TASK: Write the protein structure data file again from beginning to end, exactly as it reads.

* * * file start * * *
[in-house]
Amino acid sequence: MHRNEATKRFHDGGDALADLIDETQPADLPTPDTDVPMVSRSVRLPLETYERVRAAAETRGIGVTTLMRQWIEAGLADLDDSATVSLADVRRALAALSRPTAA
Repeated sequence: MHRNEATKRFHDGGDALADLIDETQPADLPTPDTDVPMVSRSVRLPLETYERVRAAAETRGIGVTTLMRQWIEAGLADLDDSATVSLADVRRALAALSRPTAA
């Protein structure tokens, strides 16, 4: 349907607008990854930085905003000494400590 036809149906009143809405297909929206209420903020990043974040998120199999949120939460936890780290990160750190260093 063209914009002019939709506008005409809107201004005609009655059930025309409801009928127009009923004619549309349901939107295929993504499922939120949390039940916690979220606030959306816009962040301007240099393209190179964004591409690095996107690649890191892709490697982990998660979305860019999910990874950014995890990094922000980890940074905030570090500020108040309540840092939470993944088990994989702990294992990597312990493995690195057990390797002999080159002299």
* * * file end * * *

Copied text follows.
[in-house]
Amino acid sequence: MHRNEATKRFHDGGDALADLIDETQPADLPTPDTDVPMVSRSVRLPLETYERVRAAAETRGIGVTTLMRQWIEAGLADLDDSATVSLADVRRALAALSRPTAA
Repeated sequence: MHRNEATKRFHDGGDALADLIDETQPADLPTPDTDVPMVSRSVRLPLETYERVRAAAETRGIGVTTLMRQWIEAGLADLDDSATVSLADVRRALAALSRPTAA
């Protein structure tokens, strides 16, 4: 349907607008990854930085905003000494400590 036809149906009143809405297909929206209420903020990043974040998120199999949120939460936890780290990160750190260093 063209914009002019939709506008005409809107201004005609009655059930025309409801009928127009009923004619549309349901939107295929993504499922939120949390039940916690979220606030959306816009962040301007240099393209190179964004591409690095996107690649890191892709490697982990998660979305860019999910990874950014995890990094922000980890940074905030570090500020108040309540840092939470993944088990994989702990294992990597312990493995690195057990390797002999080159002299």